Jobs nearly zapped apps, new authorized biography reports

Oct 23, 2011
Tech

The new authorized Steve Jobs biography by Walter Isaacson on the late Apple co-founder, reveals that the visionary Jobs initially opposed the concept of apps, now an anchor of the smartphone ecosystem. The book is scheduled to be released Monday. Bianca Bosker at Huffington Post, who obtained a copy of the book, reported that Apple […]

The new authorized Steve Jobs biography by Walter Isaacson on the late Apple co-founder, reveals that the visionary Jobs initially opposed the concept of apps, now an anchor of the smartphone ecosystem. The book is scheduled to be released Monday.

Bianca Bosker at Huffington Post, who obtained a copy of the book, reported that Apple board member Art Levinson told Isaacson that he phoned Jobs “half a dozen times to lobby for the potential of the apps.”

But the biographer said, “Jobs at first quashed the discussion, partly because he felt his team did not have the bandwidth to figure out all the complexities that would be involved in policing third-party app developers.”

The book also examines Jobs and his war on Google. Jobs and Apple famously lifted the mouse and other tech after seeing them at a Xerox research center in 1979.

Ironically, Isaacson reports that Jobs considered Google guilty of “grand theft” for coming out with the Android OS for smartphones and taking on the iPhone and Apple.

HuffPo said Jobs told Isaacson: “I’m willing to go thermonuclear war on this,” with a patent suit Apple filed against cell phone manufacturer HTC in 2010.

“Our lawsuit is saying, ‘Google you f***ing ripped off the iPhone, wholesale ripped us off,’” Jobs said, according to Isaacson. “I will spend my last dying breath if I need to, and I will spend every penny of Apple’s $40 billion in the bank, to right this wrong. I’m going to destroy Android, because it’s a stolen product.”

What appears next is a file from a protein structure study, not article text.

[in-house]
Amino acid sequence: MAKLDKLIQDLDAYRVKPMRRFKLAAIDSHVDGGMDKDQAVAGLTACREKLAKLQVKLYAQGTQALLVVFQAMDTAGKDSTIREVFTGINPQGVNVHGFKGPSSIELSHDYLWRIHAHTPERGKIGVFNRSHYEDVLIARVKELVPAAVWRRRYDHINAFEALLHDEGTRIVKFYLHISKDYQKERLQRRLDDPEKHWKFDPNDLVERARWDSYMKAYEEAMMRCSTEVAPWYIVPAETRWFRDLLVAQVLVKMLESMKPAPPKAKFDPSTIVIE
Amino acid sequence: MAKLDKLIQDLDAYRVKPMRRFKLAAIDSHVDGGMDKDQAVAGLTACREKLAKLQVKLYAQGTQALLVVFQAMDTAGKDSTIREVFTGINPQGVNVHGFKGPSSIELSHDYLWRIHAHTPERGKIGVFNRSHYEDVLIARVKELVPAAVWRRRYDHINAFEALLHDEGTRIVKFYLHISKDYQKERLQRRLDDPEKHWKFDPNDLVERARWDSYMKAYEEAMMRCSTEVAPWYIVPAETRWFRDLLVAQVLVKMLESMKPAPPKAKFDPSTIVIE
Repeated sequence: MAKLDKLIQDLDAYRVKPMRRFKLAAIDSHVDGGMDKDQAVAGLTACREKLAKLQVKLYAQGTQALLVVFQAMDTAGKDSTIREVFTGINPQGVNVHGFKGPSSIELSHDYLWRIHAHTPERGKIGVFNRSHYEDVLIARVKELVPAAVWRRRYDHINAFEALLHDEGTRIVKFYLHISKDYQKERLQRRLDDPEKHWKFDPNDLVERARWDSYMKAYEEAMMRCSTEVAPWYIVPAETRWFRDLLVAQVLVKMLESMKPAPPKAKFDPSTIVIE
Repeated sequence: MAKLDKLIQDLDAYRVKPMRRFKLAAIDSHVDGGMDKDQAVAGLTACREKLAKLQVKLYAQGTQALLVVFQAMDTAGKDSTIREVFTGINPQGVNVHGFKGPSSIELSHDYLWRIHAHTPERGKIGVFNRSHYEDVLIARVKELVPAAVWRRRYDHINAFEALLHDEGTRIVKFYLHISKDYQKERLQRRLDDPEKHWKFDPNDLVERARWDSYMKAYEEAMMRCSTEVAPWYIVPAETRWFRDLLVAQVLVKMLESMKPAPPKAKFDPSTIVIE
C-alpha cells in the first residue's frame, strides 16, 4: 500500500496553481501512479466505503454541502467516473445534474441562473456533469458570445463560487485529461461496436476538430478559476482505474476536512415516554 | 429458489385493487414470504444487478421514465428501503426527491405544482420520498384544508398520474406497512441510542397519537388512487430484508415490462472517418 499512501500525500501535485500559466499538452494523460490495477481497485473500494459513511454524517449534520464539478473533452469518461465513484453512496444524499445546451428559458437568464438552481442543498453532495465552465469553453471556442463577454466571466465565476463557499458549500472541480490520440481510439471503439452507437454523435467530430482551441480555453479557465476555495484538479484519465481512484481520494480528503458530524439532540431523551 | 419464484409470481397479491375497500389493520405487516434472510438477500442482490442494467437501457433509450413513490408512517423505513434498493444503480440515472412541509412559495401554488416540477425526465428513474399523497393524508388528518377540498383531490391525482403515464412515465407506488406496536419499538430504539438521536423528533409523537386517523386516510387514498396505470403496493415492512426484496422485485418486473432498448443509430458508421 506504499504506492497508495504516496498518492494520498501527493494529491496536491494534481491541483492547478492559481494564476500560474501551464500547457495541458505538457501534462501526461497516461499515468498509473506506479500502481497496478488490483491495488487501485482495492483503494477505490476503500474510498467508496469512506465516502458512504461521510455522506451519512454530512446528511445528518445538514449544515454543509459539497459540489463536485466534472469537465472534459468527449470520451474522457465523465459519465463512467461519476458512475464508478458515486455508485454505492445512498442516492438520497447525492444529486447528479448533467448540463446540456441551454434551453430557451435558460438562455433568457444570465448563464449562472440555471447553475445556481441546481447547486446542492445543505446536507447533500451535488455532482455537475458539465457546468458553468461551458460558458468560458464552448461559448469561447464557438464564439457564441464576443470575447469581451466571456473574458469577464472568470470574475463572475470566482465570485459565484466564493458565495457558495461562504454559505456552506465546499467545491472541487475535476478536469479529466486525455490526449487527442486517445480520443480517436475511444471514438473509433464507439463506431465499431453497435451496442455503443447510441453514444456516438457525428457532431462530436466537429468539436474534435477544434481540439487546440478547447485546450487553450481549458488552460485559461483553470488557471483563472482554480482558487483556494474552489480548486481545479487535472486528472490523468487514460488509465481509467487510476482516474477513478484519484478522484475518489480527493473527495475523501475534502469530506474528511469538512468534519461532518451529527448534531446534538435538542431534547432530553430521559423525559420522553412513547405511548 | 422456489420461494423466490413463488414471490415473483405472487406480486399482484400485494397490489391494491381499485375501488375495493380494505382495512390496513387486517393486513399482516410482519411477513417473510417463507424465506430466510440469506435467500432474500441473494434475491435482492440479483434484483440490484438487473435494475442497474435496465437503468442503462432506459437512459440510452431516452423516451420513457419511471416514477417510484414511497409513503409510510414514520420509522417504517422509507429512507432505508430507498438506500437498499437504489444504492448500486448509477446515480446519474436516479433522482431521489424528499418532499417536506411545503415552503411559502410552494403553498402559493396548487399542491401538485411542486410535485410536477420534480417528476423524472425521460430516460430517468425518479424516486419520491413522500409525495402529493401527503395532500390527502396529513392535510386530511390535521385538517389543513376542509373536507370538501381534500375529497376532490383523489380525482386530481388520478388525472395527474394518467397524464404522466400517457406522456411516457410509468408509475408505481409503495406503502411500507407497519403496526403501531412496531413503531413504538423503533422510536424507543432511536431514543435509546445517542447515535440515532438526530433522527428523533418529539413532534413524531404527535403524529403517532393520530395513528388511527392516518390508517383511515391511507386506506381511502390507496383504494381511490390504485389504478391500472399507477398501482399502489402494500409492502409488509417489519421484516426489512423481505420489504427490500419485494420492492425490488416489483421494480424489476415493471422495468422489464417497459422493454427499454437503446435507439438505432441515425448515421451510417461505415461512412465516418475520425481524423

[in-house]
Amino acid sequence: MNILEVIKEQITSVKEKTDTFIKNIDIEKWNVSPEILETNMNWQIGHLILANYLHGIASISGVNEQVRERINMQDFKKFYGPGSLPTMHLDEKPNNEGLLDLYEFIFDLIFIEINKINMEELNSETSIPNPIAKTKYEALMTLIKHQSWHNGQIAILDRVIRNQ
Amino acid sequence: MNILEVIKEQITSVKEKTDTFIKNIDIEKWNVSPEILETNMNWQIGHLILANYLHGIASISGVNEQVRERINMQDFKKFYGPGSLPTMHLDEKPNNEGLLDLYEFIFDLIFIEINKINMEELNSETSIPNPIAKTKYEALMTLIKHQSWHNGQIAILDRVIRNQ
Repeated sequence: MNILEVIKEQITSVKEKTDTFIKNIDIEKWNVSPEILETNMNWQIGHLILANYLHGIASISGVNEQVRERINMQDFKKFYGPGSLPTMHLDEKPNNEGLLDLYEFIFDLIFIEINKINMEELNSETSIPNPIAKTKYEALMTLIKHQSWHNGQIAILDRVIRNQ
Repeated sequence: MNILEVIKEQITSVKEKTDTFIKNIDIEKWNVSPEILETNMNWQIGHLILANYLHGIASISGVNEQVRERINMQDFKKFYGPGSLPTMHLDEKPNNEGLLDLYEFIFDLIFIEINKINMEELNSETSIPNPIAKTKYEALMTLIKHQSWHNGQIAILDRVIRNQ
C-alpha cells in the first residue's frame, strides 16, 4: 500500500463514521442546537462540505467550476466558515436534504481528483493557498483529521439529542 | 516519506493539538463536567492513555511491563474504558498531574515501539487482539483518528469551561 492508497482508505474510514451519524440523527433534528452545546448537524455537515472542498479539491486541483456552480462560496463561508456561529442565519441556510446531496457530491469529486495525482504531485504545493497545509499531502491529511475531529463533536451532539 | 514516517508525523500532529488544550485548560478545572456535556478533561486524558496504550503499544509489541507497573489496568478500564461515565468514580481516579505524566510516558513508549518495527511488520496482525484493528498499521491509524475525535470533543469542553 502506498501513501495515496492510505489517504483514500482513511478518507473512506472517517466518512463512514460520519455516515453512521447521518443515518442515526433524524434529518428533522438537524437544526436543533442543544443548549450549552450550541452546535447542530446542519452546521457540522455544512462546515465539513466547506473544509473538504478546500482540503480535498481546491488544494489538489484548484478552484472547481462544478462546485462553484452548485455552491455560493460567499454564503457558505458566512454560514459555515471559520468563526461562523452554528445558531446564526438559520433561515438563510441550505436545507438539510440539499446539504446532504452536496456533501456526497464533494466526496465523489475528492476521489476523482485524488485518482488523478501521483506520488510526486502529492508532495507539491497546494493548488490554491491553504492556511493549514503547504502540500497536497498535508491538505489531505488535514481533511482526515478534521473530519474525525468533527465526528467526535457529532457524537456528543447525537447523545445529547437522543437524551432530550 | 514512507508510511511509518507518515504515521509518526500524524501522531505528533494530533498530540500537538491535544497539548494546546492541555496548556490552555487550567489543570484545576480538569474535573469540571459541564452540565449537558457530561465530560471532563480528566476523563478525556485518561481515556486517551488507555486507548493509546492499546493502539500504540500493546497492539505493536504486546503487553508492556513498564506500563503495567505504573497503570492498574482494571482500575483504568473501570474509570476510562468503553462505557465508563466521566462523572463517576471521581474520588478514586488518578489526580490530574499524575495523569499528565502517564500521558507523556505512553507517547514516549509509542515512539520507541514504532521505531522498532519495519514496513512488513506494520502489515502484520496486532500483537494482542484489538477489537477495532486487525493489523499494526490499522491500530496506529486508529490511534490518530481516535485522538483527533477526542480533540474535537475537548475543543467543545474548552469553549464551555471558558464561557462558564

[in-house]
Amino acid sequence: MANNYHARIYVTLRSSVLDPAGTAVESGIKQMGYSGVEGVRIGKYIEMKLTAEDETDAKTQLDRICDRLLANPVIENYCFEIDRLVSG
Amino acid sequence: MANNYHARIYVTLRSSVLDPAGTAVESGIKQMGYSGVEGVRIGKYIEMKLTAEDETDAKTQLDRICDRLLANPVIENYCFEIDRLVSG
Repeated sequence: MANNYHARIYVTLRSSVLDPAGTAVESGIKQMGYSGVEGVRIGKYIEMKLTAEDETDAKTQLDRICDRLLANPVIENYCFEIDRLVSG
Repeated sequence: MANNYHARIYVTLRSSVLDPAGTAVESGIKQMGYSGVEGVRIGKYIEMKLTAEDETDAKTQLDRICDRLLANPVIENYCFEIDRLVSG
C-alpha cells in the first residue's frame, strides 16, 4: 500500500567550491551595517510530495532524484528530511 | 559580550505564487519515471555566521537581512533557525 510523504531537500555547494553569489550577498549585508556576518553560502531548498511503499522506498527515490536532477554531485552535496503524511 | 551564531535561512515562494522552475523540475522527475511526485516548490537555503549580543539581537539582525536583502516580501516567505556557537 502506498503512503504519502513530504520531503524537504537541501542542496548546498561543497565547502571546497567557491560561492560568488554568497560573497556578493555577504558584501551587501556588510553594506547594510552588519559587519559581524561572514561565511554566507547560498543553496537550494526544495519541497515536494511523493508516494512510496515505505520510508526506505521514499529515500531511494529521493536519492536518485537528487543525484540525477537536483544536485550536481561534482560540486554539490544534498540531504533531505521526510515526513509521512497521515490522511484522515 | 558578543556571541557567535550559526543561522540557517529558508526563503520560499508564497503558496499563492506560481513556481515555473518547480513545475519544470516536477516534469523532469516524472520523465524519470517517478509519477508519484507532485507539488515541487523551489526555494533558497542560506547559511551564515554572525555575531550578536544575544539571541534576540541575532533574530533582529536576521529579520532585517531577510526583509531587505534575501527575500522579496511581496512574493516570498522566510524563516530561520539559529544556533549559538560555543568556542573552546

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Jobs tried to persuade Google not to develop Android and promised Google access to the iPhone. Android phones overall have eclipsed iPhone in sales.

Research firm Gartner reported that in the second quarter that Android had 43.4 percent of the global smartphone market while Apple had 18.2 percent.

Jobs told Isaacson that Apple’s approach stemmed from the company’s desire to “make great products, not crap like Android.”

Phil Goldstein at Fierce Wireless said a few months after Jobs told Isaacson about his anger over Android, he met with Eric Schmidt, then Google’s CEO and a former Apple board member, at a cafe in Palo Alto, Calif. He told Schmidt that he did not intend to settle the lawsuit. “I don’t want your money,” Jobs told Schmidt, according to the book. “If you offer me $5 billion, I won’t want it. I’ve got plenty of money. I want you to stop using our ideas in Android, that’s all I want.”

The meeting did not resolve anything between Apple and Google, according to Isaacson.

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